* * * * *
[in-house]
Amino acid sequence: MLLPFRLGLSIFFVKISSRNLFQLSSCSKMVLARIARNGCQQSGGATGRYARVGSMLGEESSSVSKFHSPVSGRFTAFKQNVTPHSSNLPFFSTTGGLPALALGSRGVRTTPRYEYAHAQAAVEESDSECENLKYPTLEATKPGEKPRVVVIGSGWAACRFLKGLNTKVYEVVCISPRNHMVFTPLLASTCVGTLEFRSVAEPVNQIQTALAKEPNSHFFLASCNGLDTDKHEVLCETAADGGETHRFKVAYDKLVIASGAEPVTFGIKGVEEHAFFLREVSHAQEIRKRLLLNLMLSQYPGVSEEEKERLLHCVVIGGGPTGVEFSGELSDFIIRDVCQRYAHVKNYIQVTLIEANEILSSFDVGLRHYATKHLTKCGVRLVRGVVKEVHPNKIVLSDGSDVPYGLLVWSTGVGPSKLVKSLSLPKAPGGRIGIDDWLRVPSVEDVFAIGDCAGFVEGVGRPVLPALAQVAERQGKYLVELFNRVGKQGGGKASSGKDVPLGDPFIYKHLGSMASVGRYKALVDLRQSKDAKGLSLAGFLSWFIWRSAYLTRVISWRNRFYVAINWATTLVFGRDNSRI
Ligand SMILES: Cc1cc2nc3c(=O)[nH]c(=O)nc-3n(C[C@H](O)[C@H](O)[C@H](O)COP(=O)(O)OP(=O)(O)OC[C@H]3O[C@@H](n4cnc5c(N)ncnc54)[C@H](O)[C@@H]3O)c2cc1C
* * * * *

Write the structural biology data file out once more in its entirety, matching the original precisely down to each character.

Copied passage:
[in-house]
Amino acid sequence: MLLPFRLGLSIFFVKISSRNLFQLSSCSKMVLARIARNGCQQSGGATGRYARVGSMLGEESSSVSKFHSPVSGRFTAFKQNVTPHSSNLPFFSTTGGLPALALGSRGVRTTPRYEYAHAQAAVEESDSECENLKYPTLEATKPGEKPRVVVIGSGWAACRFLKGLNTKVYEVVCISPRNHMVFTPLLASTCVGTLEFRSVAEPVNQIQTALAKEPNSHFFLASCNGLDTDKHEVLCETAADGGETHRFKVAYDKLVIASGAEPVTFGIKGVEEHAFFLREVSHAQEIRKRLLLNLMLSQYPGVSEEEKERLLHCVVIGGGPTGVEFSGELSDFIIRDVCQRYAHVKNYIQVTLIEANEILSSFDVGLRHYATKHLTKCGVRLVRGVVKEVHPNKIVLSDGSDVPYGLLVWSTGVGPSKLVKSLSLPKAPGGRIGIDDWLRVPSVEDVFAIGDCAGFVEGVGRPVLPALAQVAERQGKYLVELFNRVGKQGGGKASSGKDVPLGDPFIYKHLGSMASVGRYKALVDLRQSKDAKGLSLAGFLSWFIWRSAYLTRVISWRNRFYVAINWATTLVFGRDNSRI
Ligand SMILES: Cc1cc2nc3c(=O)[nH]c(=O)nc-3n(C[C@H](O)[C@H](O)[C@H](O)COP(=O)(O)OP(=O)(O)OC[C@H]3O[C@@H](n4cnc5c(N)ncnc54)[C@H](O)[C@@H]3O)c2cc1C